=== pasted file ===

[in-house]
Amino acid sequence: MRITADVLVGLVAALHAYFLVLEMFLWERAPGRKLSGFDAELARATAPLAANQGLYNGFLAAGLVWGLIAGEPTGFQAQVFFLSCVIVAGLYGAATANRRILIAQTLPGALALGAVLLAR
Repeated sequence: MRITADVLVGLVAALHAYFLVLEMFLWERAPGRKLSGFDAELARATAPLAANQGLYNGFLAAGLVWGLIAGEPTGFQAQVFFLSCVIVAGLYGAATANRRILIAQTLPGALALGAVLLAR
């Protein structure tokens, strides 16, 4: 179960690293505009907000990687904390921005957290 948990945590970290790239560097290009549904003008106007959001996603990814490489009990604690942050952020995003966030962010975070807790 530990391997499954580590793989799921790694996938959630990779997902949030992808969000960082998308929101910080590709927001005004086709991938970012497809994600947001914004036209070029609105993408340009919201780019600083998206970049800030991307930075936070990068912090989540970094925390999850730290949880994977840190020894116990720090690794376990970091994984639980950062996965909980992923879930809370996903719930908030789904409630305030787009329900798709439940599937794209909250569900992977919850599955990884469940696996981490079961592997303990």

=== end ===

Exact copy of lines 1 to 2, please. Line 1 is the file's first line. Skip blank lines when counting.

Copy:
[in-house]
Amino acid sequence: MRITADVLVGLVAALHAYFLVLEMFLWERAPGRKLSGFDAELARATAPLAANQGLYNGFLAAGLVWGLIAGEPTGFQAQVFFLSCVIVAGLYGAATANRRILIAQTLPGALALGAVLLAR